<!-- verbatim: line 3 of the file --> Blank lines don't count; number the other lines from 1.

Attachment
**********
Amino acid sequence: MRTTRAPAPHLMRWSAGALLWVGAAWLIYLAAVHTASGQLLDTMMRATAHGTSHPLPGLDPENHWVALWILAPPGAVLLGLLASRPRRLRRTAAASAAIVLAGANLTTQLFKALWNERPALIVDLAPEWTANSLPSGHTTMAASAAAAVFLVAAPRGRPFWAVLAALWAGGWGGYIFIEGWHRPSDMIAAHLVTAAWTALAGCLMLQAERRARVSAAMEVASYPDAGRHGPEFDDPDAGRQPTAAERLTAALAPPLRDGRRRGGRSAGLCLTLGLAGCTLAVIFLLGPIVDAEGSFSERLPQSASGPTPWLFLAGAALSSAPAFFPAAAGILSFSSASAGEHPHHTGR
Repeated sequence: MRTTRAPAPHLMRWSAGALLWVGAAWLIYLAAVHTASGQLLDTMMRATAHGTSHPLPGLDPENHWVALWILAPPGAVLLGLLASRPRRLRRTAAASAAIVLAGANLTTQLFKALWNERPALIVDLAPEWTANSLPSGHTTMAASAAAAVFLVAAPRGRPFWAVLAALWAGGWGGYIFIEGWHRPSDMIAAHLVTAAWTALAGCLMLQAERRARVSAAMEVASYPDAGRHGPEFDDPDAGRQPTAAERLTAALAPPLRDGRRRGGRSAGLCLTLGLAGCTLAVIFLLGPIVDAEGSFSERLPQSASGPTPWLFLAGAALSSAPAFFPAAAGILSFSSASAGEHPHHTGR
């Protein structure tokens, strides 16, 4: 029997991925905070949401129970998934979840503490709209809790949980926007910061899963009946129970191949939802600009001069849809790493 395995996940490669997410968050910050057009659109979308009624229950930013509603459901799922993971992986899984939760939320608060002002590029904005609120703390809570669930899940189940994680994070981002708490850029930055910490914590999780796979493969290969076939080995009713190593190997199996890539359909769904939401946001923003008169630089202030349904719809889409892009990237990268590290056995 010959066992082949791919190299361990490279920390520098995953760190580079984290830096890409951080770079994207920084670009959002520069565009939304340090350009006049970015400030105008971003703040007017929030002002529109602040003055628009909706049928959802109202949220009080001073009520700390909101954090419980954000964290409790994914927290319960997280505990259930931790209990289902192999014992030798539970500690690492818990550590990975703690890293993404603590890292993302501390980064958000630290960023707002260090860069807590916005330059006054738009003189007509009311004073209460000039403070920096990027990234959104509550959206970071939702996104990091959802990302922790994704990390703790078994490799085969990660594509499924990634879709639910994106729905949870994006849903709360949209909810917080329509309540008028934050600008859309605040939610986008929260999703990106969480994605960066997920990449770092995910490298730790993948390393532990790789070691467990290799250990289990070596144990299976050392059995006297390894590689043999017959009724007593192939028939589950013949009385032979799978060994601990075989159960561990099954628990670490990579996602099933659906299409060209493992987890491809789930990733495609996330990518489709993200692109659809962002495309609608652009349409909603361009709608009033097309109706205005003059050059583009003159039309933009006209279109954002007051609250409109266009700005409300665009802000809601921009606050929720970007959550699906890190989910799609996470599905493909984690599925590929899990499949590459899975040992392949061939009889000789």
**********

């Protein structure tokens, strides 16, 4: 029997991925905070949401129970998934979840503490709209809790949980926007910061899963009946129970191949939802600009001069849809790493 395995996940490669997410968050910050057009659109979308009624229950930013509603459901799922993971992986899984939760939320608060002002590029904005609120703390809570669930899940189940994680994070981002708490850029930055910490914590999780796979493969290969076939080995009713190593190997199996890539359909769904939401946001923003008169630089202030349904719809889409892009990237990268590290056995 010959066992082949791919190299361990490279920390520098995953760190580079984290830096890409951080770079994207920084670009959002520069565009939304340090350009006049970015400030105008971003703040007017929030002002529109602040003055628009909706049928959802109202949220009080001073009520700390909101954090419980954000964290409790994914927290319960997280505990259930931790209990289902192999014992030798539970500690690492818990550590990975703690890293993404603590890292993302501390980064958000630290960023707002260090860069807590916005330059006054738009003189007509009311004073209460000039403070920096990027990234959104509550959206970071939702996104990091959802990302922790994704990390703790078994490799085969990660594509499924990634879709639910994106729905949870994006849903709360949209909810917080329509309540008028934050600008859309605040939610986008929260999703990106969480994605960066997920990449770092995910490298730790993948390393532990790789070691467990290799250990289990070596144990299976050392059995006297390894590689043999017959009724007593192939028939589950013949009385032979799978060994601990075989159960561990099954628990670490990579996602099933659906299409060209493992987890491809789930990733495609996330990518489709993200692109659809962002495309609608652009349409909603361009709608009033097309109706205005003059050059583009003159039309933009006209279109954002007051609250409109266009700005409300665009802000809601921009606050929720970007959550699906890190989910799609996470599905493909984690599925590929899990499949590459899975040992392949061939009889000789």